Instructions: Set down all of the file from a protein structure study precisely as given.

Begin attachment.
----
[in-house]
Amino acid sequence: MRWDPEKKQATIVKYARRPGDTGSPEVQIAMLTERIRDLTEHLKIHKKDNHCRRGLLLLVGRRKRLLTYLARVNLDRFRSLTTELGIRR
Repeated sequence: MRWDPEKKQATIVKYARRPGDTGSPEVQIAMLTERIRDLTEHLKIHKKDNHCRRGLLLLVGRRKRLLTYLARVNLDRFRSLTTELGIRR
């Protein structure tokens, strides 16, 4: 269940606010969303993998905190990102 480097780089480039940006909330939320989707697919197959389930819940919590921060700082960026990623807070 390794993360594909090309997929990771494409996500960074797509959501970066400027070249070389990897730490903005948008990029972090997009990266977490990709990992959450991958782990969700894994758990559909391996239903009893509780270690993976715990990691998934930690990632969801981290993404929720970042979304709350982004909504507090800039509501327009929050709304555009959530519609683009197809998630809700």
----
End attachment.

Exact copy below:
[in-house]
Amino acid sequence: MRWDPEKKQATIVKYARRPGDTGSPEVQIAMLTERIRDLTEHLKIHKKDNHCRRGLLLLVGRRKRLLTYLARVNLDRFRSLTTELGIRR
Repeated sequence: MRWDPEKKQATIVKYARRPGDTGSPEVQIAMLTERIRDLTEHLKIHKKDNHCRRGLLLLVGRRKRLLTYLARVNLDRFRSLTTELGIRR
């Protein structure tokens, strides 16, 4: 269940606010969303993998905190990102 480097780089480039940006909330939320989707697919197959389930819940919590921060700082960026990623807070 390794993360594909090309997929990771494409996500960074797509959501970066400027070249070389990897730490903005948008990029972090997009990266977490990709990992959450991958782990969700894994758990559909391996239903009893509780270690993976715990990691998934930690990632969801981290993404929720970042979304709350982004909504507090800039509501327009929050709304555009959530519609683009197809998630809700």